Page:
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U.S. shelves Section 301 tariffs on Chinese goods

Treasury Secretary Steven Mnuchin says the U.S. and China have agreed to put tariffs “on hold” while they negotiate an agreement that would put a heavy emphasis on reducing the bilateral trade deficit and protecting intellectual property.

   The United States is putting its plans to impose import tariffs on between $50 billion and $60 billion annually in Chinese products back on the shelf, at least for now, according to Treasury Secretary Steven Mnuchin.
   “We’re putting the trade war on hold,” Mnuchin said on “Fox News Sunday.” “So right now, we have agreed to put the tariffs on hold while we try to execute the framework.”
   The Office of the U.S. Trade Representative (USTR) in early April released a list of more than 1,300 tariff lines for goods imported from China following an investigation into unfair intellectual property practices by the Chinese government under Section 301 of the Trade Act of 1974.
   Beijing swiftly retaliated, threatening tariffs of 25 percent on 106 items exported from the United States to China worth about $50 billion in 2017.
   Mnuchin’s remarks followed two days of meetings between trade officials from the United States and China in Washington, D.C., that also included Secretary of Commerce Wilbur L. Ross, United States Trade Representative Robert Lighthizer and Chinese State Council Vice Premier Liu He, special envoy of President Xi Jinping.
   According to an official statement from the White House, both sides agreed in those meetings to take steps to “substantially” reduce the bilateral trade imbalance between the United States and China, increase U.S. exports of agriculture and energy, and enhance protections for intellectual property.
   “To meet the growing consumption needs of the Chinese people and the need for high-quality economic development, China will significantly increase purchases of United States goods and services,” the administration said. “This will help support growth and employment in the United States.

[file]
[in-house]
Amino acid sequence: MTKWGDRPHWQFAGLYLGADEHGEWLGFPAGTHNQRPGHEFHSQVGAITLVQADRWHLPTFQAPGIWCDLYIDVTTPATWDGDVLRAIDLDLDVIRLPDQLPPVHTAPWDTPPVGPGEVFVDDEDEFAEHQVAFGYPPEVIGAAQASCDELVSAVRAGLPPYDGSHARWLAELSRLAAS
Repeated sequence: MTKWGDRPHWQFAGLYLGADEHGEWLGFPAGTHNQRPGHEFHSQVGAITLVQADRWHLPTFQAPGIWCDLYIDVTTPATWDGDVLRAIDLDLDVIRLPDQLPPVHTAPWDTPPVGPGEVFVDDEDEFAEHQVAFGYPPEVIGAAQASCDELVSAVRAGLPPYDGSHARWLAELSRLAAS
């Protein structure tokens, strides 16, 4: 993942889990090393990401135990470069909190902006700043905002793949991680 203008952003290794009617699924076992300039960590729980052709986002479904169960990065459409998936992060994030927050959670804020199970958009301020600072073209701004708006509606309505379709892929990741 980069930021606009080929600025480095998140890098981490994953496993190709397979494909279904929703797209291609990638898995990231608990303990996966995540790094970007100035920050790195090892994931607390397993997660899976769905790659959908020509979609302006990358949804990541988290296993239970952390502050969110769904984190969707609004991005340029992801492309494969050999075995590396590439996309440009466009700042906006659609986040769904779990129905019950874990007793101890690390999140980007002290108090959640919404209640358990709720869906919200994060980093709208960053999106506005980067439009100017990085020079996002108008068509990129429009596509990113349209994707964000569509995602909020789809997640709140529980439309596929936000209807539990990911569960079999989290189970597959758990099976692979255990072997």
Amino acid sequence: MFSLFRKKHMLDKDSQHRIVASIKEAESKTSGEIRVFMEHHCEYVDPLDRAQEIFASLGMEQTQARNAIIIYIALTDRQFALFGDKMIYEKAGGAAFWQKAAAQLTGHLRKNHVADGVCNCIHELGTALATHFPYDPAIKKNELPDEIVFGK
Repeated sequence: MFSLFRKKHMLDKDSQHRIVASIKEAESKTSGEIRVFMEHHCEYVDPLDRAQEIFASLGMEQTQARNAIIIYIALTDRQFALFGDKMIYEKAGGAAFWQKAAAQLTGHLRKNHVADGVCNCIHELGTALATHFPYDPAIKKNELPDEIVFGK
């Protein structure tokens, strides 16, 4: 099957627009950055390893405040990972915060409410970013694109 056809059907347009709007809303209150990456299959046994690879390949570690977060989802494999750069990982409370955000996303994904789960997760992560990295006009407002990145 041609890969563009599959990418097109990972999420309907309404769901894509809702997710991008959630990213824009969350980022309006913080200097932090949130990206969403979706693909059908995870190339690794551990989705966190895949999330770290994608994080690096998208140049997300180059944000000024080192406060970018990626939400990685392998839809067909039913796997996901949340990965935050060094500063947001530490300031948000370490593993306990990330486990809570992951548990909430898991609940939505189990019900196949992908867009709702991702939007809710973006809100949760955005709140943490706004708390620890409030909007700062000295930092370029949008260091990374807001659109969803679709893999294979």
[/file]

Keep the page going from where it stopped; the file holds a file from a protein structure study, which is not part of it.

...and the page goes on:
“Both sides attach paramount importance to intellectual property protections and agreed to strengthen cooperation,” it added. “China will advance relevant amendments to its laws and regulations in this area, including the Patent Law.”
   The White House said the United States will send a delegation to China to continue negotiations, but made no mention of taking tariffs off the table.
   “Both sides agreed to encourage two-way investment and to strive to create a fair, level playing field for competition,” the administration said. “Both sides agreed to continue to engage at high levels on these issues and to seek to resolve their economic and trade concerns in a proactive manner.”
   Mnuchin warned, however, that Trump could “always decide to put the tariffs back on if China doesn’t go through with their commitments.”
   And later Sunday, Larry Kudlow, director of the National Economic Council, told the CBS program “Face the Nation” Trump could put the threat of tariffs back into play if the negotiations don’t go his way.
   “Tariffs are part of any negotiation, and tariffs maybe have to be part of any enforcement,” Kudlow said. “You cannot do this kind of major change without using everything that’s in your quiver.”
   Lighthizer echoed those remarks, saying the United States would look to “use all of its legal tools to protect our technology through tariffs, investment restrictions and export regulations.”
    The USTR said in a statement, “Real structural change is necessary. Nothing less than the future of tens of millions of American jobs is at stake.”
   The latest developments also came after a three-day interagency hearing last week hosted by USTR at the International Trade Commission, during which representatives from major U.S. industries testified about the potential impacts of the proposed Section 301 tariffs. Although not all testimony was negative, the majority of witnesses argued against the imposition of tariffs on Chinese imports.
   And as negotiations continued between the two sides, the Trump administration late last week indicated it would possibly ease the seven-year ban on U.S. electronic component suppliers doing business with ZTE as part of the $1.19 billion in civil and criminal penalties assessed against the Chinese telecom giant in March 2017 for violating U.S. export control regulations.
   The House Appropriations Committee pushed back against this attempt by the White House to soften the Commerce Department’s ZTE enforcement action by adding an amendment to the so-called 2019 Commerce, Justice, Science (CJS) Appropriations bill, which passed by a vote of 32-19 on Friday.
   The amendment was offered by Reps. C.A. Dutch Ruppersberger, D-Md., and Rosa DeLauro, D-Conn.
  Ruppersberger’s office said the congressman was concerned that ZTE has been used by the Chinese government to “spy on Americans through the cell phone components they manufacture.” He even traveled to Hong Kong and interviewed ZTE executives before co-authoring a bipartisan report on this alleged threat while serving as then-ranking member of the House Intelligence Committee in 2012.